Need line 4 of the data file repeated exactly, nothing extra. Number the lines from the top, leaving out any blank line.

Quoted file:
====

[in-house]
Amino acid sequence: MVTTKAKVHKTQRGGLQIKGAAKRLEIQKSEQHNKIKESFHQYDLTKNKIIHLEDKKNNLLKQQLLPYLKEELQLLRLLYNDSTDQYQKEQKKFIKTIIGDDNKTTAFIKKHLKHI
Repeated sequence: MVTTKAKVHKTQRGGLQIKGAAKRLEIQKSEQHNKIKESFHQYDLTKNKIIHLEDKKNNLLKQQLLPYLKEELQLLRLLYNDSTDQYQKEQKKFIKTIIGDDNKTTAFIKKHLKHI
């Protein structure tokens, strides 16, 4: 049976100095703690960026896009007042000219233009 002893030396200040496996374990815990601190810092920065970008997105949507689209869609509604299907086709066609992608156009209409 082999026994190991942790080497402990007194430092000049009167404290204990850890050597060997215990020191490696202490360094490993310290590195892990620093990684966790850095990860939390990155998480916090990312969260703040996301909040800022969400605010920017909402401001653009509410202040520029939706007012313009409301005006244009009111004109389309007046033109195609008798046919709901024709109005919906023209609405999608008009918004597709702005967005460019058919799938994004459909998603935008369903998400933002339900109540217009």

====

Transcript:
């Protein structure tokens, strides 16, 4: 049976100095703690960026896009007042000219233009 002893030396200040496996374990815990601190810092920065970008997105949507689209869609509604299907086709066609992608156009209409 082999026994190991942790080497402990007194430092000049009167404290204990850890050597060997215990020191490696202490360094490993310290590195892990620093990684966790850095990860939390990155998480916090990312969260703040996301909040800022969400605010920017909402401001653009509410202040520029939706007012313009409301005006244009009111004109389309007046033109195609008798046919709901024709109005919906023209609405999608008009918004597709702005967005460019058919799938994004459909998603935008369903998400933002339900109540217009």